Two senior House Republicans on Thursday referred public testimony by Michael Cohen to the Justice Department, alleging that President Donald Trump's former personal attorney and fixer committed perjury when he testified at Wednesday's nationally-televised hearing.

Ranking Member Jim Jordan questions Michael Cohen, President Donald Trump's former personal lawyer, during a hearing of the House Oversight and Reform Committee on Capitol Hill in Washington, D.C., Feb. 27, 2019.(Pablo Martinez Monsivais/AP) Ranking Member Jim Jordan questions Michael Cohen, President Donald Trump's former personal lawyer, during a hearing of the House Oversight and Reform Committee on Capitol Hill in Washington, D.C., Feb. 27, 2019.

"We write to refer significant evidence that Michael D. Cohen committed perjury and knowingly made false statements during his testimony before the [House] Oversight and Reform Committee ... hearing," Reps. Jim Jordan of Ohio, top Republican on the panel, and Mark Meadows of North Carolina, another committee member, wrote in a letter to Attorney General William Barr.

Rep. Mark Meadows questions Michael Cohen, President Donald Trump's former lawyer, as he testifies before the House Oversight and Reform Committee, on Capitol Hill, Feb. 27, 2019.(Alex Brandon/AP) Rep. Mark Meadows questions Michael Cohen, President Donald Trump's former lawyer, as he testifies before the House Oversight and Reform Committee, on Capitol Hill, Feb. 27, 2019.

They called Cohen's testimony "a spectacular and brazen attempt to knowing and willfully testy falsely and fictitiously to numerous material facts."

Michael Cohen, President Donald Trump's former lawyer, testifies before the House Oversight and Reform Committee, on Capitol Hill, Feb. 27, 2019, in Washington, D.C.(Alex Brandon/AP) Michael Cohen, President Donald Trump's former lawyer, testifies before the House Oversight and Reform Committee, on Capitol Hill, Feb. 27, 2019, in Washington, D.C.

"While testifying under oath, Mr. Cohen made what appear to be numerous willfully and intentionally false statements of material fact contradicted by the record established by the Justice Department," the two lawmakers continued, referencing the plea agreement Cohen reached with prosecutors in the Southern District of New York in which he pleaded guilty to lying to Congress about whether then-candidate Donald Trump, during the 2016 presidential campaign, was pursuing a lucrative deal to build a Trump Tower in Moscow, something Trump had denied.

Thursday's Republican move against Cohen came on his third and final day of congressional testimony, this time behind closed doors before members of the House Intelligence Committee.

"Mr. Cohen testified truthfully before the House Oversight Committee. He took full responsibility for his guilty pleas," Cohen attorney Lanny Davis said in response. "He also backed up much of his testimony with documents. It may not be surprising that two pro-Trump Committee members ... now have a baseless criminal referral. In my opinion, it is a sad misuse of the criminal justice system with the aura of pure partisanship,” Davis said.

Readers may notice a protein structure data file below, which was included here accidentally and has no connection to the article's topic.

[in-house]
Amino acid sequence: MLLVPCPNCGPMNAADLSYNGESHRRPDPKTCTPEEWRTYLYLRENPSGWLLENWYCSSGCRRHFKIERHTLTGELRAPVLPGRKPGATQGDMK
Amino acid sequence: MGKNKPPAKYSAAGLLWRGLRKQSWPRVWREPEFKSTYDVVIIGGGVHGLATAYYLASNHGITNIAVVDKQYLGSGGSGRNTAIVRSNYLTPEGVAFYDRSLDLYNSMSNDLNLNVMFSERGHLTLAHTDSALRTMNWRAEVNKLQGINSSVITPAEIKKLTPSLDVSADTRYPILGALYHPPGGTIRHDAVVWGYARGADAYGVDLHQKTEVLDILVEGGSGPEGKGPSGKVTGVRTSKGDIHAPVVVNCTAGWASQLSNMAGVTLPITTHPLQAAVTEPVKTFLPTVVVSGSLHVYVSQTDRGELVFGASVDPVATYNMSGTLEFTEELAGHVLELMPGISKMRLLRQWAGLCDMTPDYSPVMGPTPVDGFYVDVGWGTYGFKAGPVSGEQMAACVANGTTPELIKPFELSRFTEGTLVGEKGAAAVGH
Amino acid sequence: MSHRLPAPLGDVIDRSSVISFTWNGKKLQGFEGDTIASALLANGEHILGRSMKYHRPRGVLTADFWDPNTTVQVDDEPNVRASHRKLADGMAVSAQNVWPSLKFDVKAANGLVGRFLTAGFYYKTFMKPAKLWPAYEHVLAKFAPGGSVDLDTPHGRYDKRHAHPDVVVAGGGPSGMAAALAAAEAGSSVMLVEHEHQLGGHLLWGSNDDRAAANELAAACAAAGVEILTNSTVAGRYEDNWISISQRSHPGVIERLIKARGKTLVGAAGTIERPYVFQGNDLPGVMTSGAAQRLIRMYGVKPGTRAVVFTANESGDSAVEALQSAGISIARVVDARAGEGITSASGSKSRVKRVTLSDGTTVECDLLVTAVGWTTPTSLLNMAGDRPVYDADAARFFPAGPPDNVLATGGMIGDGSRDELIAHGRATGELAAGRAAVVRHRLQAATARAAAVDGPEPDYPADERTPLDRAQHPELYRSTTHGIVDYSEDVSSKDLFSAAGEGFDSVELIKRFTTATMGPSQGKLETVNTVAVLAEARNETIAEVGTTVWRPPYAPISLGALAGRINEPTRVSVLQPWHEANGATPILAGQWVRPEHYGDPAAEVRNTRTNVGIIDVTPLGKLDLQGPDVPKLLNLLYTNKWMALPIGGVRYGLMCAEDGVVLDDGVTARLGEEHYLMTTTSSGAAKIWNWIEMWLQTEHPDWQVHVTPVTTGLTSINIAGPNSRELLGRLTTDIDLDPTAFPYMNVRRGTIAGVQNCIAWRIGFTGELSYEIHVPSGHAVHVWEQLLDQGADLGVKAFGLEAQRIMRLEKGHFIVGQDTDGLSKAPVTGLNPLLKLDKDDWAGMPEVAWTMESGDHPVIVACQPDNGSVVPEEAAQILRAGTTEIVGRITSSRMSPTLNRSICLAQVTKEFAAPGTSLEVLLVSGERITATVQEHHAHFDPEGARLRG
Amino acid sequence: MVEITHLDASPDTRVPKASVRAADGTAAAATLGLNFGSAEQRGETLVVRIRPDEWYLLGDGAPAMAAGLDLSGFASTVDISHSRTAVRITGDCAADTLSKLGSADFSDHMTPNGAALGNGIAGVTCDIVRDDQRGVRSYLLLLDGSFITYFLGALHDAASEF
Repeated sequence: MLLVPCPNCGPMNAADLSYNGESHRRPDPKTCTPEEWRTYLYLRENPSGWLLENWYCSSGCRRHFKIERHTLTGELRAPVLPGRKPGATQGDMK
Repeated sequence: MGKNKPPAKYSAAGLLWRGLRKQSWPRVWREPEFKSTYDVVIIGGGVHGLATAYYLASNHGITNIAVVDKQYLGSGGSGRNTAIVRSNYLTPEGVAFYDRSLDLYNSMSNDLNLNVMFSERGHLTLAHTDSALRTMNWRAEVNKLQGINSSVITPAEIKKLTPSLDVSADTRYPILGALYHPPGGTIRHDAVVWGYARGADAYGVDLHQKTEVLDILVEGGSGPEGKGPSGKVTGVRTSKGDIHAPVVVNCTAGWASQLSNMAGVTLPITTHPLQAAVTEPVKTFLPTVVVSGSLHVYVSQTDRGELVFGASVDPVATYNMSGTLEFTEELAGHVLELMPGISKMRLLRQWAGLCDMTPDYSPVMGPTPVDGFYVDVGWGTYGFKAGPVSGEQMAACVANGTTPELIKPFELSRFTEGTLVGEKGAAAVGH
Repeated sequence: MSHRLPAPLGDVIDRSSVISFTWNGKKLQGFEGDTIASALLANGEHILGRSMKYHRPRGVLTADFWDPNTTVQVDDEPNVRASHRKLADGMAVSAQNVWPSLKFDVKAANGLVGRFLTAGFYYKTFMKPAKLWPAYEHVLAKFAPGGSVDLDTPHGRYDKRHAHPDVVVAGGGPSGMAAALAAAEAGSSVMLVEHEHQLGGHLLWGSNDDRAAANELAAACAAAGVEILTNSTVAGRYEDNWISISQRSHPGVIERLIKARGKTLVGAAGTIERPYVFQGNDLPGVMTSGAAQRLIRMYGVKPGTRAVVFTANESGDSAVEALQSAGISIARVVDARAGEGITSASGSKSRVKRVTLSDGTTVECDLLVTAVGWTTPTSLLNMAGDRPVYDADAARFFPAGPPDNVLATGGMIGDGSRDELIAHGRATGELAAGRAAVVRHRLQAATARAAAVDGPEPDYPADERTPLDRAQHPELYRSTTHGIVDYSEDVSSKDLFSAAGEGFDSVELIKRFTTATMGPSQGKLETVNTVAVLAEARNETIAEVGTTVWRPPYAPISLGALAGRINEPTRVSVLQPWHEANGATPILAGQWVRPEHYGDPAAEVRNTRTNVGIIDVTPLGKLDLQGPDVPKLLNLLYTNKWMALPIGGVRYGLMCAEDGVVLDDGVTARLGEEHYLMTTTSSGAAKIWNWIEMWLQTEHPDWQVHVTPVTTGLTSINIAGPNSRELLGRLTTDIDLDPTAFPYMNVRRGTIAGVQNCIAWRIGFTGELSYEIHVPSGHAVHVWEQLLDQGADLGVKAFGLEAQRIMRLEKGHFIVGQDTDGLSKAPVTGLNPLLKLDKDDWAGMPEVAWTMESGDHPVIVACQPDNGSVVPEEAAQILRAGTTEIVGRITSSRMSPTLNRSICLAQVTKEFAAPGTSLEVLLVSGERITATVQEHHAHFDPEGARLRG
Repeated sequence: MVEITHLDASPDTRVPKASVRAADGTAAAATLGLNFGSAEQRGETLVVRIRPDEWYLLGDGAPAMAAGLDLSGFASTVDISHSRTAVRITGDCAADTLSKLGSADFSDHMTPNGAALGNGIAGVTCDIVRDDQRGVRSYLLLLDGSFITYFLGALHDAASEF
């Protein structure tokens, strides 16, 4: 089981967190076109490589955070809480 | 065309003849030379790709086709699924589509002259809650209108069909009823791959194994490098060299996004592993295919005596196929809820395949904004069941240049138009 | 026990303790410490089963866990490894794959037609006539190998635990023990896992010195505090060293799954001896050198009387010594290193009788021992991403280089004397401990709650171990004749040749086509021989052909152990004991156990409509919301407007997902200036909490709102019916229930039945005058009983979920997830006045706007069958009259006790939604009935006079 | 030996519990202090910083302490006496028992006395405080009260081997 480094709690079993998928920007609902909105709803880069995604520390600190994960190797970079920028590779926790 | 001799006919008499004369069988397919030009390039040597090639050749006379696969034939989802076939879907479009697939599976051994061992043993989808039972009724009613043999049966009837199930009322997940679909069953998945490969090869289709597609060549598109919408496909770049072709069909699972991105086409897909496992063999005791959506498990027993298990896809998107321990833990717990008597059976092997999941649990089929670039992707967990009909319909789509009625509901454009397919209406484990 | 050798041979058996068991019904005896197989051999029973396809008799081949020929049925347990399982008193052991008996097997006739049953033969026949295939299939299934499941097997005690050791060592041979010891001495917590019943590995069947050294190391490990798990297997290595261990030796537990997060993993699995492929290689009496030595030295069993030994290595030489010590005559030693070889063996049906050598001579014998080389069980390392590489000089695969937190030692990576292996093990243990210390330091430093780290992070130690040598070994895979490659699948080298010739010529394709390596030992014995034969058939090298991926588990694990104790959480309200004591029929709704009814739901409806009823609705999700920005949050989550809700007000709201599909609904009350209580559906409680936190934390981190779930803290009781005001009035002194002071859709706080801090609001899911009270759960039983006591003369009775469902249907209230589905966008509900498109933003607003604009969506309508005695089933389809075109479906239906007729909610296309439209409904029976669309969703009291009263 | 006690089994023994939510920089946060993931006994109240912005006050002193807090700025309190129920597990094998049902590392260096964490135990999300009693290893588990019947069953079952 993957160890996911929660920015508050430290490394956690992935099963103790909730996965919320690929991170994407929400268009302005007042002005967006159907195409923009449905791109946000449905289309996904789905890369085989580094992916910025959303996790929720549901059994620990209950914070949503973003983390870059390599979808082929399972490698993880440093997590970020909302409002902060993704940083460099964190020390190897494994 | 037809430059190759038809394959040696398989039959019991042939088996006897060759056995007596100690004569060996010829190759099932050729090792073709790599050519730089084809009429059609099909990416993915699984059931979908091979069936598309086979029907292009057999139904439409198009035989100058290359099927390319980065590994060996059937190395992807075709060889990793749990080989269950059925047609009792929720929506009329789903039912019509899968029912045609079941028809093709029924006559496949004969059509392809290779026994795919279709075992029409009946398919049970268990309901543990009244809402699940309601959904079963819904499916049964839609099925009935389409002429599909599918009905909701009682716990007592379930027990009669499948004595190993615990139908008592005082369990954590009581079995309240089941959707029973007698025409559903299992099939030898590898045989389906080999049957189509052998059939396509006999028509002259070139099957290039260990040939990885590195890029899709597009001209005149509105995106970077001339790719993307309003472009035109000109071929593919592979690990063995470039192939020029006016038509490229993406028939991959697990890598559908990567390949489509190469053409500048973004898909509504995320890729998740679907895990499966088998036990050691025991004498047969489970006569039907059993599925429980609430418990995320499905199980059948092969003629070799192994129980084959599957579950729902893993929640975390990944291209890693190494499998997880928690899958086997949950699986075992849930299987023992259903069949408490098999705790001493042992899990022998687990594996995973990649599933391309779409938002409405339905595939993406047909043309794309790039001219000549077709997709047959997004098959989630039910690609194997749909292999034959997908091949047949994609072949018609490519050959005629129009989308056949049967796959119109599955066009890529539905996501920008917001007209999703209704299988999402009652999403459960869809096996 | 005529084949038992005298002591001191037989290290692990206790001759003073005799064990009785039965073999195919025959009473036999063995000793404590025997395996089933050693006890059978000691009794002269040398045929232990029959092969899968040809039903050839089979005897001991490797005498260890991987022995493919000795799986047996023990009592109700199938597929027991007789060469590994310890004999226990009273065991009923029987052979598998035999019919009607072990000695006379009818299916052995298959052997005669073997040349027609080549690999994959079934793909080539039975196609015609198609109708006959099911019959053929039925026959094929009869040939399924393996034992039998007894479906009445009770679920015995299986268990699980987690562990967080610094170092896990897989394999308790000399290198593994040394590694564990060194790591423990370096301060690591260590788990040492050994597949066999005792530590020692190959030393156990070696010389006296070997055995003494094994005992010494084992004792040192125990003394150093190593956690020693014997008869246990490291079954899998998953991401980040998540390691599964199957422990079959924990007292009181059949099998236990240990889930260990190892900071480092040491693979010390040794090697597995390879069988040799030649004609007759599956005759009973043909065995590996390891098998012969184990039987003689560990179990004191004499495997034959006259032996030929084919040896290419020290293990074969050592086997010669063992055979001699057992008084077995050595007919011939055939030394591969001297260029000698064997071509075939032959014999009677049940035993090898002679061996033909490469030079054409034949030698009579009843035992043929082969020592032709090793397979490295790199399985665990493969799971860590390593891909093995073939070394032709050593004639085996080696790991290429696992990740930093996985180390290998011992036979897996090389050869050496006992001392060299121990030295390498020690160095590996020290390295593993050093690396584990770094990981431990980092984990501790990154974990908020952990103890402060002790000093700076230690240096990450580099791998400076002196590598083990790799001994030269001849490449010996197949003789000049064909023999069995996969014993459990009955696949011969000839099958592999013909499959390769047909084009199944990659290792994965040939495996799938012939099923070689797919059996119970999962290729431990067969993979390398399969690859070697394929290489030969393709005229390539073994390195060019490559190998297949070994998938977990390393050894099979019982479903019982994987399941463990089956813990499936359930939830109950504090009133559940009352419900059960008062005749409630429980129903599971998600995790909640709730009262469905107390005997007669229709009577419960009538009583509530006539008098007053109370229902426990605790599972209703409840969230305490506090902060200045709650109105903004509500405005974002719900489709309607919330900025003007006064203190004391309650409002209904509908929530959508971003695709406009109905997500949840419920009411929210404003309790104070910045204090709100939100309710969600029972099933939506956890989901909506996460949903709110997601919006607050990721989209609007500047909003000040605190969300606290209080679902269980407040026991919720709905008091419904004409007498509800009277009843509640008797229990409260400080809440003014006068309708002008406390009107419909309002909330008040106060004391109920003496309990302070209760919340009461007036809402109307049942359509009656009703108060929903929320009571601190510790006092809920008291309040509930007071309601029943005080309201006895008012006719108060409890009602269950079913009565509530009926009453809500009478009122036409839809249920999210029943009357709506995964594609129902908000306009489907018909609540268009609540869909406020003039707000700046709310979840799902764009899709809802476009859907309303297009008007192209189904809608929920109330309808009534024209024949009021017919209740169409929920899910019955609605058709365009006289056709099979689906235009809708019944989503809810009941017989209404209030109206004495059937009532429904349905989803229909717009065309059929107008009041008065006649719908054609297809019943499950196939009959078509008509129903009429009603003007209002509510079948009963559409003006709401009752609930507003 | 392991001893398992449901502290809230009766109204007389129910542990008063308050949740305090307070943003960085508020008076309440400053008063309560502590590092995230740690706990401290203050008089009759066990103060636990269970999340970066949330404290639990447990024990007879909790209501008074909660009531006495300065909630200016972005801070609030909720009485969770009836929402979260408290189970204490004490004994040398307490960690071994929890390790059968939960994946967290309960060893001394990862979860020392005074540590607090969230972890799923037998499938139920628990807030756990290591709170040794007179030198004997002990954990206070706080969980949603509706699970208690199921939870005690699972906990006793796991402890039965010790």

In requesting a DOJ perjury investigation, Jordan and Meadows, two of the president's top congressional allies, pointed to six areas of the nearly eight hours of Cohen's public testimony Wednesday, among them Cohen's claim he never committed bank fraud and his denial that he sought a White House job as Trump first came into office.

The president's son, Donald Trump Jr., tweeted "Don’t forget #cohen also lied under oath about 3 times saying he wasn’t interested in a role in the administration. In truth he actively lobbied anyone that would listen for the Chief of Staff role or anything else."

Sources have told ABC News that around the time of the presidential transition, Cohen was angling for a job in the new administration either as White House chief of staff or White House Counsel. After he was turned down, Cohen blamed Jared Kushner and Ivanka Trump for blocking him.

A former NYPD detective and Cohen friend, Bo Dietl, weighed in on Twitter, saying, "I know Michael Cohen personally for many years and he told me several times that he was very angry and upset that he didn't get a post in the WH."

For his part, House Oversight Chairman Elijah Cummings, D-Md., is standing by Cohen, whom he called "truthful" and "remorseful" after the hearing, telling ABC's Benjamin Siegel when asked if Cohen lied about wanting to be Trump's White House chief of staff, "I don’t have any knowledge of that, none. He said he wasn’t, and I believe him. Think about it, he could make a hell of a lot more money, a hell of a lot more money, outside the White House than inside the White House. I don’t know why you would want to do that.”

Under questioning from Rep. James Comer, a Kentucky Republican, Cohen told the committee, "I never defrauded any bank."

Cohen pleaded guilty in August to six felonies associated with his personal business dealings - including tax evasion and making false statements to a bank – and two felony campaign finance violations in connection with his role in arranging non-disclosure agreements during the campaign with two women who had claimed past affairs with Trump.

Republicans attacked Cohen repeatedly on Wednesday as the former Trump confidant laid out a blistering, laundry list of charges, saying, "He is a racist, he is a conman, and he is a cheat."

At one point, Cohen, who begins his three-year prison sentence in May, warned Republicans, “It’s that sort of behavior that I’m responsible for. I’m responsible for your silliness because I did the same thing that you’re doing now for 10 years. I protected Mr. Trump for 10 years.”